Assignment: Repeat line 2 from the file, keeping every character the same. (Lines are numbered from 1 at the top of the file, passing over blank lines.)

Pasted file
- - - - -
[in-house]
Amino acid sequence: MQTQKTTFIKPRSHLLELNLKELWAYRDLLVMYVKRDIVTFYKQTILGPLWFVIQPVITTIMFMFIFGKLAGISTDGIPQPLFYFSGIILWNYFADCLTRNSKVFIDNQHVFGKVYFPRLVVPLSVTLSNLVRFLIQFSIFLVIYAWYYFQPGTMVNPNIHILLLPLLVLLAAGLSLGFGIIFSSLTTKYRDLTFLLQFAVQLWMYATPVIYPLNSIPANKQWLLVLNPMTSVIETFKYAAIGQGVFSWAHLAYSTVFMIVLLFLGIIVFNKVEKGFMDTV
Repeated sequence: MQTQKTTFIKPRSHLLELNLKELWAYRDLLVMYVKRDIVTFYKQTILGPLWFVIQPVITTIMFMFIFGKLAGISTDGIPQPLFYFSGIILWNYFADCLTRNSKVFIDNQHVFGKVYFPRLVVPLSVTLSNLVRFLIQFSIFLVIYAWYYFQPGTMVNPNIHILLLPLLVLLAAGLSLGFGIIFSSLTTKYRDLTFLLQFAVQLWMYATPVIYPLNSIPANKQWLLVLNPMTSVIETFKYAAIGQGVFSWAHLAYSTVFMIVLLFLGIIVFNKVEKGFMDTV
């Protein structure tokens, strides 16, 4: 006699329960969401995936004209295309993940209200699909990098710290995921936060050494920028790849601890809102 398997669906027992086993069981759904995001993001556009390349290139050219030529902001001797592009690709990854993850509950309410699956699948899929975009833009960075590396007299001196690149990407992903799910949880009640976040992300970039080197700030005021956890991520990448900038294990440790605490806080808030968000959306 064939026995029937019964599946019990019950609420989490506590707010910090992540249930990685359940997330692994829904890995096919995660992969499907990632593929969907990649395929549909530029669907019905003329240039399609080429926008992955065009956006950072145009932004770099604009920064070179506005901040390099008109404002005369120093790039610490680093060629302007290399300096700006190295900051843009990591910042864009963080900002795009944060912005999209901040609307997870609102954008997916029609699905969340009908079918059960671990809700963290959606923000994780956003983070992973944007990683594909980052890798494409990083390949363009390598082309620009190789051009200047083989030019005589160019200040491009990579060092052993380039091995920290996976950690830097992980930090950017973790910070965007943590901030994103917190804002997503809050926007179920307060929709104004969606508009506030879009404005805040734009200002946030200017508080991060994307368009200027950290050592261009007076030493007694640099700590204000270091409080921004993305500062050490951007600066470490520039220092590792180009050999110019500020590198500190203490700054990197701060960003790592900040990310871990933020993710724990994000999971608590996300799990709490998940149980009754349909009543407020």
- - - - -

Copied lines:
Amino acid sequence: MQTQKTTFIKPRSHLLELNLKELWAYRDLLVMYVKRDIVTFYKQTILGPLWFVIQPVITTIMFMFIFGKLAGISTDGIPQPLFYFSGIILWNYFADCLTRNSKVFIDNQHVFGKVYFPRLVVPLSVTLSNLVRFLIQFSIFLVIYAWYYFQPGTMVNPNIHILLLPLLVLLAAGLSLGFGIIFSSLTTKYRDLTFLLQFAVQLWMYATPVIYPLNSIPANKQWLLVLNPMTSVIETFKYAAIGQGVFSWAHLAYSTVFMIVLLFLGIIVFNKVEKGFMDTV